historic renovation new england

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In a delightful departure from some of TMS Architect’s other projects, TMS Principal Bill Soupcoff had an opportunity to work with  long-time clients on the renovation of their  Beacon Hill pied a terre.  The couple are owners of a successful inn on the seacoast of New Hampshire and wanted a small apartment in Boston where they could decompress and enjoy the cultural opportunities offered by the city.

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There has been a considerable amount of publicity lately about replicating The Old State House, which is presumed to have once stood in the center of Market Square.  This got our guest historian, J. Dennis Robinson, thinking about other Portsmouth buildings that have also been lost over time.

“Here we go again. Just when you thought Portsmouth’s Old State House was never to return, it’s back in the news. A well-intentioned group wants to build a replica of the 1760-era colonial state house on the site of the city’s federal building off Daniel Street. That dream has been kicking around Portsmouth for almost a century. Architect John Mead Howells tossed out the idea back in the 1930s. I sat on a city committee to study the issue and TMS Architects helped with an in-depth study of the surviving remnants of the building.

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With the right design, a bathroom can be just as eco-friendly as it is beautiful. It starts with the thoughtful selection of reclaimed, recycled, and green materials and finishes with water-saving features that ensure environmental responsibility. A well-designed, eco-friendly bathroom can evoke peace of mind, not only with its spa-like atmosphere but with its clear environmentally conscious layout.

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Visit The Music Hall This December for the Holidays

Several years ago we worked on the historic renovation of The Music Hall theater in Portsmouth, New Hampshire. The renovations breathed new life into the architectural gem, which remains a fixture of the local arts scene and community. If you haven’t visited since the renovation, the holiday season is a great time to have a look while enjoying a play, concert, or other event at the theater this December.

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Transom windows are small, detail windows found above doors or other windows. These windows are also attached to the horizontal crossbeam, or transom, beam above doors. As transitional elements between doors, windows, eaves and moldings, transom windows are often fan shaped. Besides being used for decoration, transom windows also add natural light to spaces and help with ventilation.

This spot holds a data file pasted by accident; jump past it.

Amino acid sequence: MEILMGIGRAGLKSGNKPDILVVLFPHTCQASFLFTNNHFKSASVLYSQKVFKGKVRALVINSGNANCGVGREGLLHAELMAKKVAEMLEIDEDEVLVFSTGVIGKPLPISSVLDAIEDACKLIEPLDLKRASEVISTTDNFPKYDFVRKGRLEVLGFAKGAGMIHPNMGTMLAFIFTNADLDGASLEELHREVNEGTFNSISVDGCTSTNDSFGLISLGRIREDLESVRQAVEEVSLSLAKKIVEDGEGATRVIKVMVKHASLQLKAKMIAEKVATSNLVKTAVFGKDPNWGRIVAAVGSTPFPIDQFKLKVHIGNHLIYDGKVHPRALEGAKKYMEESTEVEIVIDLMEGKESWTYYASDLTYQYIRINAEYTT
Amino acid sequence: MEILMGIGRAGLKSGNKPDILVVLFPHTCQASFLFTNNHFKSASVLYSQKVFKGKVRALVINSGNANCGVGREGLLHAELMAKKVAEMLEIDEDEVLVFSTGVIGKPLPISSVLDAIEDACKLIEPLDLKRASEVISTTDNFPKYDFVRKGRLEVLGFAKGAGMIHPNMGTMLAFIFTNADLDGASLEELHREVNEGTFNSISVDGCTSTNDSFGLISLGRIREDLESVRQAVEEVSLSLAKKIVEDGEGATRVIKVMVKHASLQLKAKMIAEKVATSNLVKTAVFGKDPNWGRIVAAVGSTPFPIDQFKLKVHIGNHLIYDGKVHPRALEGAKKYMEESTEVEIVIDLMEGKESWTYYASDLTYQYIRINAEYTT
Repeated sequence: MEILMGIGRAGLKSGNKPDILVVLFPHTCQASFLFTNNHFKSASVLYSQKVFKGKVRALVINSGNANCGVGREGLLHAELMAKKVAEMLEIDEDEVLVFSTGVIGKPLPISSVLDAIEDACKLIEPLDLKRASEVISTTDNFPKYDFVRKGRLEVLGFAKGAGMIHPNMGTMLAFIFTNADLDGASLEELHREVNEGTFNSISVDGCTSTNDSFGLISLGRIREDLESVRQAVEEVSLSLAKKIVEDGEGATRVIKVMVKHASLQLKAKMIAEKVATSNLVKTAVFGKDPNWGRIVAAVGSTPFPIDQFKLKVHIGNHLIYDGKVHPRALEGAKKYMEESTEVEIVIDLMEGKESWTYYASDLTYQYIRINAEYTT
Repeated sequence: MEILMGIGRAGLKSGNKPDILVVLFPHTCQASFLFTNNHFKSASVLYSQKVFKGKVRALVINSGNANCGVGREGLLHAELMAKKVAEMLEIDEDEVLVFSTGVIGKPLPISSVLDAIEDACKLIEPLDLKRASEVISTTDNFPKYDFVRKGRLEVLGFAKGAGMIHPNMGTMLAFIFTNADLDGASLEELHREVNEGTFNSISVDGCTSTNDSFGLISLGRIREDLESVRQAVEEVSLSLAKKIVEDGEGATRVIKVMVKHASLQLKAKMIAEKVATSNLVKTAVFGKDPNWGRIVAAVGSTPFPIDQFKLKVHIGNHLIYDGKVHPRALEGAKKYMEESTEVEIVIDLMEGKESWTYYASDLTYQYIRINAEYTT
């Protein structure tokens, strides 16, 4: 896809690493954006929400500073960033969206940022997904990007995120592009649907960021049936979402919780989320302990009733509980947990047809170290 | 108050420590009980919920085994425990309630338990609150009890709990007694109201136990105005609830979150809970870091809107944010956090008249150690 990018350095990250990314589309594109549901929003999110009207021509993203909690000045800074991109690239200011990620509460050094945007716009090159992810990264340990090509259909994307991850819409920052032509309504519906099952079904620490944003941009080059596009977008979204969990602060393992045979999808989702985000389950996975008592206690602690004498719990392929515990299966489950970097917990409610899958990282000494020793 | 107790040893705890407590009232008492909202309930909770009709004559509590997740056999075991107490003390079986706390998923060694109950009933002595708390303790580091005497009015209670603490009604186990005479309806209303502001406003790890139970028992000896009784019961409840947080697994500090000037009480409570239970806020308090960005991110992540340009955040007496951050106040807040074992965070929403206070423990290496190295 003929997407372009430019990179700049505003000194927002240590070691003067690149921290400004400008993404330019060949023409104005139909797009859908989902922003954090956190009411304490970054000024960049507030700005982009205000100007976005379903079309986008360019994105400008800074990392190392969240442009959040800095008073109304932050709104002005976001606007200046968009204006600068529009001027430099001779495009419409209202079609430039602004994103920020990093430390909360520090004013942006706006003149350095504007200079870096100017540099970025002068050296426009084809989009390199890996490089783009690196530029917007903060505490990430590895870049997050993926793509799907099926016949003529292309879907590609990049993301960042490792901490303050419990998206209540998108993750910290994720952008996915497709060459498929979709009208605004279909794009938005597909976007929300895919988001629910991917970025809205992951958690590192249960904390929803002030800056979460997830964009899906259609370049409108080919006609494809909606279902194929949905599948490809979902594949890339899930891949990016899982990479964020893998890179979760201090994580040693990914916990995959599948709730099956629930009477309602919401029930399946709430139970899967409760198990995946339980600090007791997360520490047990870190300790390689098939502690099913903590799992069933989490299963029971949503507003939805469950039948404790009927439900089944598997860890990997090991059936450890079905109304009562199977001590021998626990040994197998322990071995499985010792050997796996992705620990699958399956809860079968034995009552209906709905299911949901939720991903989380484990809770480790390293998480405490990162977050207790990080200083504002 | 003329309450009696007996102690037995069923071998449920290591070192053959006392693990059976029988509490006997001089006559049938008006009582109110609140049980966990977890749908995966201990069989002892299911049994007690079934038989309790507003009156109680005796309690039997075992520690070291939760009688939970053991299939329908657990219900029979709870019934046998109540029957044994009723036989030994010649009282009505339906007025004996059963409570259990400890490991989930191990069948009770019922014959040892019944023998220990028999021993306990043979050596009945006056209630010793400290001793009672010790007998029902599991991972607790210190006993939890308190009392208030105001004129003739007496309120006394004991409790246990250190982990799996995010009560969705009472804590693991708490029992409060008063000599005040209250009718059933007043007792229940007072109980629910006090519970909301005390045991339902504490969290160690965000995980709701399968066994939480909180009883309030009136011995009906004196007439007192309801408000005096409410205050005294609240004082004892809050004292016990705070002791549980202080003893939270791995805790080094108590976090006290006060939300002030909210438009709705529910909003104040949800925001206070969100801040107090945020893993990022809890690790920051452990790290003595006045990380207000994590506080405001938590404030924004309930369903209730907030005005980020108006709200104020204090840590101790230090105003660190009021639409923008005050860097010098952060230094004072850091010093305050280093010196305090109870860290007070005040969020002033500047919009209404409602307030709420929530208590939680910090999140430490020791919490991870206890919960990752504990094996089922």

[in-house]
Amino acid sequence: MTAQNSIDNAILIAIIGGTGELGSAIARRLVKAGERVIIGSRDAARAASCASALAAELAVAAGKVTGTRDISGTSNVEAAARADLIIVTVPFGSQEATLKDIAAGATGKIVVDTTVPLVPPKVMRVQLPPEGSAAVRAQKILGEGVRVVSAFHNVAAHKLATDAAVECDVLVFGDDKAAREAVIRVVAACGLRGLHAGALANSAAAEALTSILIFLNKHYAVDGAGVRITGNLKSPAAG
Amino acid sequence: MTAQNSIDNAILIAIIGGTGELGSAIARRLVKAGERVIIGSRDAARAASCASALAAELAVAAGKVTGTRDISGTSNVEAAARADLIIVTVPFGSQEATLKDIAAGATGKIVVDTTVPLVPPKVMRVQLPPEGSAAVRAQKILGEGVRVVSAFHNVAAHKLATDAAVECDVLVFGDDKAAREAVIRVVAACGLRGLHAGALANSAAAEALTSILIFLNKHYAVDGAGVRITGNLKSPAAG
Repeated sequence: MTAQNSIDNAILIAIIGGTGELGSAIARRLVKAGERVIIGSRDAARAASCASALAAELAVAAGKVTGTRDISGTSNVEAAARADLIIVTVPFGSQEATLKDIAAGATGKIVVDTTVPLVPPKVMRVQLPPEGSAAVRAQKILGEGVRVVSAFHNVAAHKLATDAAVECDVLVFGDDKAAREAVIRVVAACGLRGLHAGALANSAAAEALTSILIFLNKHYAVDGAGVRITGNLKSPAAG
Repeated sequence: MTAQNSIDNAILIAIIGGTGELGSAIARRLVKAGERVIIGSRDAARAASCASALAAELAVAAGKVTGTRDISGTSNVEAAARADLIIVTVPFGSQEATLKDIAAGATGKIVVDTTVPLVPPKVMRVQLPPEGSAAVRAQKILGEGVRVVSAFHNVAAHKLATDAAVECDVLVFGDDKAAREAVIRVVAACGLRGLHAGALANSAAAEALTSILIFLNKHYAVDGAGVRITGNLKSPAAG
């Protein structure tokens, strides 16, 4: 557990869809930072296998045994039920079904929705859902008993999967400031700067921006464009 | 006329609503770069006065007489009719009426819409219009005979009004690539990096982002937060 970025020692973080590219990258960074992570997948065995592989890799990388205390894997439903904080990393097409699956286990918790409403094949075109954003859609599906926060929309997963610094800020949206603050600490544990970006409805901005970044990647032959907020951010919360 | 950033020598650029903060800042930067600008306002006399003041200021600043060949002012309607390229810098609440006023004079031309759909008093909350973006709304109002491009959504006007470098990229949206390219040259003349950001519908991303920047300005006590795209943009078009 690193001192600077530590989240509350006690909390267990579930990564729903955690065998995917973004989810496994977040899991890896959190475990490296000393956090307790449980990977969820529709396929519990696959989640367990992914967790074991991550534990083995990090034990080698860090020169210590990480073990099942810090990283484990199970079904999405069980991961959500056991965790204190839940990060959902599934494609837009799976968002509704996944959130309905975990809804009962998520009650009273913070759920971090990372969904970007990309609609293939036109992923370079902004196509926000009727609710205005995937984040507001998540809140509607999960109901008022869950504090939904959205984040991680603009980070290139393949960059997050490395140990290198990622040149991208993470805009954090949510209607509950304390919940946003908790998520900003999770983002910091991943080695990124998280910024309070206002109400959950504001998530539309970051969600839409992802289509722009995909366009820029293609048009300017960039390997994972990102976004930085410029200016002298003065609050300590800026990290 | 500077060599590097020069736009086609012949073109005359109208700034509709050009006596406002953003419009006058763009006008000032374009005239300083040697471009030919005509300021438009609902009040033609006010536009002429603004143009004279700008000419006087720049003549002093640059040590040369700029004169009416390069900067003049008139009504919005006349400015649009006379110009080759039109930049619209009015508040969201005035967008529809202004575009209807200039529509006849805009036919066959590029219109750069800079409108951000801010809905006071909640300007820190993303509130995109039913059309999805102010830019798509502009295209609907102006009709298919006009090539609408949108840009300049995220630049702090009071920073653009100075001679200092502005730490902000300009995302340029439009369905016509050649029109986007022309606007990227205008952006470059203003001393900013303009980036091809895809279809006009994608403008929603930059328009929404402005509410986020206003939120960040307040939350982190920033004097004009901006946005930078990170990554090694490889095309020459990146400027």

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It’s safe to say that the front door is the crown jewel of the home’s facade. As the main focal point, the entryway has the power to make a powerful and lasting impression as it sets the tone for the rest of your home, both inside and out. This exterior centerpiece also offers the opportunity to express style and personality.

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Each phase of the Portsmouth Music Hall Theatre Restoration brought this century-old cultural landmark back to life with architectural features and details that radiate with exquisite beauty and history. It started with the restoration of the historic dome and proscenium arch, which was completed in 2006. TMS Architects – in partnership with a team of builders, construction companies and engineers – remodeled the lobby and moved on to the auditorium in 2007.

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Exposed beams are no longer only for log cabins and industrial lofts. This design technique can add warmth, interest and raw, natural beauty to nearly any style home. Whether you have high ceilings or you simply want to take the architectural appeal of your home to the next level, exposed beams can be a wonderful way to enhance the aesthetic value and add unique appeal.

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The meticulous planning and engineering that goes into designing staircases is sometimes overlooked. While they are a necessity in any multi-level structure, staircases can also be designed to become aesthetically significant architectural features.

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Even if you are not familiar with the term “turret,” you’ve most likely seen a turret that has turned your head. They are hard to miss! A turret is simply a small, circular tower attached to a larger structure, usually on a corner or angle. The difference between a turret and an actual tower is that turrets typically don’t start at the ground level and, rather, cantilever out from another upper level.

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